Blood samples were obtained from previously collected whole blood. Blood samples were collected 150 μl/time from each mouse once every 2 weeks by eyeball blood sampling method. For flow cytometry detection of tumor tissues, tumor tissues were first collected from mice, mashed and passed through a 100-μm cell strainer and prepared into single cells suspensions. A panel of conjugated antibodies (Abcam, UK) was subsequently used for staining: FITC Anti-CD3 antibody, APC Anti-CD8 alpha antibody, PE Anti-CD4 antibody, PE Anti-NKR-P1C (NK1.1), FITC Anti-CD11b antibody, APC Anti-Ly6g antibody (gr1), FITC Anti-CD19 antibody, FITC Anti-CD83 antibody, PE/Cy7® Anti-PD1 antibody, PerCP/Cy5.5® Anti-PD-L1 antibody, PE Anti-LAG-3 antibody, PE Anti-CTLA4 antibody. Negative controls were stained by lymphocytes of the appropriate isotype. Flow cytometry was performed using BD FACSVerse™ and analysis of flow cytometric data was performed using BD FACSuite software.
Under the instructions of manufacturer, ELISA kits (MultiSciencesBiotech, China): Mouse TNF-a ELISA Kit, Mouse CCL4/MIP-1β ELISA Kit, Mouse IL-10 ELISA Kit, Mouse IL-13 ELISA Kit, Mouse CCL11/Eotaxin ELISA Kit, Mouse CCL5/RANTES ELISA Kit were employed for measuring expression of immune factors in serum.
Immunohistochemistry test and hematoxylin-eosin staining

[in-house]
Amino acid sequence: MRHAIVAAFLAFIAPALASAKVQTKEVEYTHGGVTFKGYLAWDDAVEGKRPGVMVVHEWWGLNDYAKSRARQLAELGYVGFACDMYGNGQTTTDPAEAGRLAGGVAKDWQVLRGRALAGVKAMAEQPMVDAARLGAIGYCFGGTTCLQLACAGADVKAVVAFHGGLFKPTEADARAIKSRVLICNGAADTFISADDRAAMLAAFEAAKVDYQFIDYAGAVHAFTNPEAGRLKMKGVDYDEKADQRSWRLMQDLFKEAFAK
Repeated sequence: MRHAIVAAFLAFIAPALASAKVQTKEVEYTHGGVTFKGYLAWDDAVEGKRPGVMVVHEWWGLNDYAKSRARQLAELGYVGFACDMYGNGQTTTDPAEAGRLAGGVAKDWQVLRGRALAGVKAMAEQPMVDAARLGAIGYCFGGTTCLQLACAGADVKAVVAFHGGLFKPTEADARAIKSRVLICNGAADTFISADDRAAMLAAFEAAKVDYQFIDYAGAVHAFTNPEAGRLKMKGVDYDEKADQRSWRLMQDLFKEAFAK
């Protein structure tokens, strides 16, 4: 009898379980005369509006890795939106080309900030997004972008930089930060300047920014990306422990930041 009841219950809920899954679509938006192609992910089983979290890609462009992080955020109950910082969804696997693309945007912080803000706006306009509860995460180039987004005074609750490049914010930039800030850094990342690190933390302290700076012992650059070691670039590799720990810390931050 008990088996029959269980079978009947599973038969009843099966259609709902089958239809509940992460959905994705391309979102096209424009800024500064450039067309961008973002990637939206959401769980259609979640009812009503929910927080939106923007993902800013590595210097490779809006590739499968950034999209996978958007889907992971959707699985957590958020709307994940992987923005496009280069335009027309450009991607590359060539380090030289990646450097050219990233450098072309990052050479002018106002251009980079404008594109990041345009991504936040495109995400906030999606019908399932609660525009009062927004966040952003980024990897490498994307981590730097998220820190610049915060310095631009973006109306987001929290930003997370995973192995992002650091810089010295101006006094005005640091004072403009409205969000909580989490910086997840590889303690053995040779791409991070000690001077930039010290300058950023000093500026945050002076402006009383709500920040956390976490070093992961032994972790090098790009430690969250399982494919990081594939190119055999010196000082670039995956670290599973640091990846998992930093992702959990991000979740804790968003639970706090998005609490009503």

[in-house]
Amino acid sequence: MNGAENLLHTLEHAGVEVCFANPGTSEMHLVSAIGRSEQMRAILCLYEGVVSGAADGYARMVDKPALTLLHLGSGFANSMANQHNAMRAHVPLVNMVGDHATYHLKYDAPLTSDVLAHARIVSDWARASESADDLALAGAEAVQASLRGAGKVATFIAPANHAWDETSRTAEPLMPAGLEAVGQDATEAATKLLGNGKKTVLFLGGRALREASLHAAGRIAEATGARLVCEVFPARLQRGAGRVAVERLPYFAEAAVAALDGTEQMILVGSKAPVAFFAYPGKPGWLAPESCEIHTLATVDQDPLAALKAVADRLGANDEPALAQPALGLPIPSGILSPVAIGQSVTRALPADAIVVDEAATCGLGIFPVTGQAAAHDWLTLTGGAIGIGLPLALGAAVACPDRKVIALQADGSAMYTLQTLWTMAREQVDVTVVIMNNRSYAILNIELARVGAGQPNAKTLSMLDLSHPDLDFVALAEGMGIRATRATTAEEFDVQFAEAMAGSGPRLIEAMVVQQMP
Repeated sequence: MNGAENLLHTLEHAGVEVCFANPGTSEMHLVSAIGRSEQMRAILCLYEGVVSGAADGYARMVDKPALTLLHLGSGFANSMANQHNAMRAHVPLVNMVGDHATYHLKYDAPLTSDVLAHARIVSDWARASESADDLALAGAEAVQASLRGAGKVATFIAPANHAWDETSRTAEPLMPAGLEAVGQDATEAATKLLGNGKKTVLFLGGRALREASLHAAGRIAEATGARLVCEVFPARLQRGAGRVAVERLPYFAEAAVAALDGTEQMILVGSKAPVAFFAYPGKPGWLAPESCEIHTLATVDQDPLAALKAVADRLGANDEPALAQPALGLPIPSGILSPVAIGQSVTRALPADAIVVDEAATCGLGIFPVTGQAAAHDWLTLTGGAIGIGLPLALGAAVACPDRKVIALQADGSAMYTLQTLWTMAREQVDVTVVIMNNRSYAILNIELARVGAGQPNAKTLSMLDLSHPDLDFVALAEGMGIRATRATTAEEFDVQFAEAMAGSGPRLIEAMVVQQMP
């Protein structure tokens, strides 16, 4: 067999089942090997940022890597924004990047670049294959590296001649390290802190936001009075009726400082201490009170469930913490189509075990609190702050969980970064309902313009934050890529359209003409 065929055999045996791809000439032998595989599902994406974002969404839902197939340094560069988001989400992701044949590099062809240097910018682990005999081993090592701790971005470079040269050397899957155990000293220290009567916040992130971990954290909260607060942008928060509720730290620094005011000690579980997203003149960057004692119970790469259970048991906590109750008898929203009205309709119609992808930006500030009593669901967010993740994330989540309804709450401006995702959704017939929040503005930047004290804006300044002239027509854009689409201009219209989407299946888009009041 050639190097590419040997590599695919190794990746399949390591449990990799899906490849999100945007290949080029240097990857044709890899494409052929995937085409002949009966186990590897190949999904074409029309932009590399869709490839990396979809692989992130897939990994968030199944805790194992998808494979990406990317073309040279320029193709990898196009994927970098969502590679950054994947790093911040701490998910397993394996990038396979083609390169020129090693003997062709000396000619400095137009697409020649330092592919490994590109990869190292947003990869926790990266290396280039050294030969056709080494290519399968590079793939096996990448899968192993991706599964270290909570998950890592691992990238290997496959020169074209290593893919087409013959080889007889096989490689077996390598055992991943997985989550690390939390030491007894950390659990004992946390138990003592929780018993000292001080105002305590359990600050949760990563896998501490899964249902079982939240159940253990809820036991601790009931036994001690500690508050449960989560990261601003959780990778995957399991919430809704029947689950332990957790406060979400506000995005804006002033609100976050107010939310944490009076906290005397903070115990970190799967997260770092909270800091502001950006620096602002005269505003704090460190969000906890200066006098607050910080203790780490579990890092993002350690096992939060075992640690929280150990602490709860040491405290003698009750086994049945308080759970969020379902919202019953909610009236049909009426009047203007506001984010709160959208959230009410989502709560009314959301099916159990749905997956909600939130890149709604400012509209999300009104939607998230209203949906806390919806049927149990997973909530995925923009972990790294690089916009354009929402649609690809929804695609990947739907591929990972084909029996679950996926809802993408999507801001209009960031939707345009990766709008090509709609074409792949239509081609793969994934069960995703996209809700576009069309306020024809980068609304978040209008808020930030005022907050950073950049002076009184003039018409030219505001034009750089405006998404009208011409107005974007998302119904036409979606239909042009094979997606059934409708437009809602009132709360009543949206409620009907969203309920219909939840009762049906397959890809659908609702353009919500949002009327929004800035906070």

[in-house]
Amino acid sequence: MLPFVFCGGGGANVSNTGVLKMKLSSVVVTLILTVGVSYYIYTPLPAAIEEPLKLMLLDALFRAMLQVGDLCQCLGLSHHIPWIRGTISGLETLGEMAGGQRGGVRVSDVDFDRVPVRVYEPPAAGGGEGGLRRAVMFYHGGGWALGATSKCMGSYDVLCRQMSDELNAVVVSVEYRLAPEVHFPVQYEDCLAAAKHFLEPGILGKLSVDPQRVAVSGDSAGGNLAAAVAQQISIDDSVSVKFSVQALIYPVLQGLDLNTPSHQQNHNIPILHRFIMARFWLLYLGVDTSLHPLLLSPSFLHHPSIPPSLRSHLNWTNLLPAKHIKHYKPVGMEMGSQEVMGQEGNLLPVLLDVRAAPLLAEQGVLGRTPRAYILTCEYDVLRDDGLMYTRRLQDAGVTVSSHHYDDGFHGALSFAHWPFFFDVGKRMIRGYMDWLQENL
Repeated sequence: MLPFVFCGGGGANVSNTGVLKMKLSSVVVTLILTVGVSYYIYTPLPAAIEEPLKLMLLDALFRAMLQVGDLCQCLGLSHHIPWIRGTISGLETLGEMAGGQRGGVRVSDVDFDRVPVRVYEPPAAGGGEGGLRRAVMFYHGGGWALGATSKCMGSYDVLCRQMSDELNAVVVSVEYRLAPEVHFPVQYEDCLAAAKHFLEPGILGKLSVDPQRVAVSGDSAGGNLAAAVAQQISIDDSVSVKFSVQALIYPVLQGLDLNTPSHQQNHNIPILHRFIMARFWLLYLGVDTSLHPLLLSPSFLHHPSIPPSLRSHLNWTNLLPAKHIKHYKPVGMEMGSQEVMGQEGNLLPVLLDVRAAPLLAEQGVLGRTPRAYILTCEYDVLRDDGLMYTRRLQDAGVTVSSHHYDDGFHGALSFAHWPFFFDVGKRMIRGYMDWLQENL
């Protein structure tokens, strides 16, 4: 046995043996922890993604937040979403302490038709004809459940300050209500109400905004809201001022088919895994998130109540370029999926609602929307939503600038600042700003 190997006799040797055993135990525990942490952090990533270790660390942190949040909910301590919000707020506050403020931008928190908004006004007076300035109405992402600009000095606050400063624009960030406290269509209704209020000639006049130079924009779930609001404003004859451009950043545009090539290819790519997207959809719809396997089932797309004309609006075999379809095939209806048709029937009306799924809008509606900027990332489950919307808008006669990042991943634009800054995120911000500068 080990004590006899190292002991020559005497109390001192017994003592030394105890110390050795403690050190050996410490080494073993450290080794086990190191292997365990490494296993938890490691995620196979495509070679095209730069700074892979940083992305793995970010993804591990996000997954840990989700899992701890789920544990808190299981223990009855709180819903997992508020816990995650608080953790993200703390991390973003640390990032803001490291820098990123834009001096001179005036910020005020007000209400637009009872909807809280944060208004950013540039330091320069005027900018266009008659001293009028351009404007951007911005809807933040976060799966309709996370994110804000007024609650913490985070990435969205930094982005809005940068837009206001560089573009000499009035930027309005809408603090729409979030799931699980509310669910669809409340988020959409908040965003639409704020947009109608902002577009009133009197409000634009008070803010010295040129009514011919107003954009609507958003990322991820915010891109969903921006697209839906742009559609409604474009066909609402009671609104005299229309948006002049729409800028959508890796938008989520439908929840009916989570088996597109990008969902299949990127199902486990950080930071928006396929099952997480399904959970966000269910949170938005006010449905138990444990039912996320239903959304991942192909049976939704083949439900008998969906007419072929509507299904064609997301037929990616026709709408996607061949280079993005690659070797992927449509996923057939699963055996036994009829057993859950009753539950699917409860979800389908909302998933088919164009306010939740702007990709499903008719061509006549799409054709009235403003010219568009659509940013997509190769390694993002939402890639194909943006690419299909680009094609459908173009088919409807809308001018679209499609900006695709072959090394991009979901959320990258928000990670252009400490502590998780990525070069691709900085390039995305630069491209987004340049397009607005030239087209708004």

Fresh tumor tissues were taken and fixed by immersion in formalin solution, and the formalin-fixed tissues were subsequently sectioned using paraffin embedding. Hematoxylin-eosin (H&E) staining was used for histopathological observation. For IHC staining, antigen recovery was first performed in EDTA buffer at pH = 9.0, followed by blocking of endogenous peroxidase activity as well as non-specific binding using ltraSen-sitive S-P kits (Maixin Biotechnology, China). Sections were incubated with rabbit anti-human anti-PD-L1 (Abcam, United Kingdom), rabbit anti-human anti-Ki-67 (Abcam, United Kingdom), and rabbit anti-human anti-CD31 monoclonal antibody at 4°C. Secondary antibody-horseradish peroxidase co-incubation was subsequently used (Maixin Biotechnology, China), and 3,3-diaminobenzidine-tetrahydrochloric acid was used as chromogen for coloration (Maixin Biotechnology, China).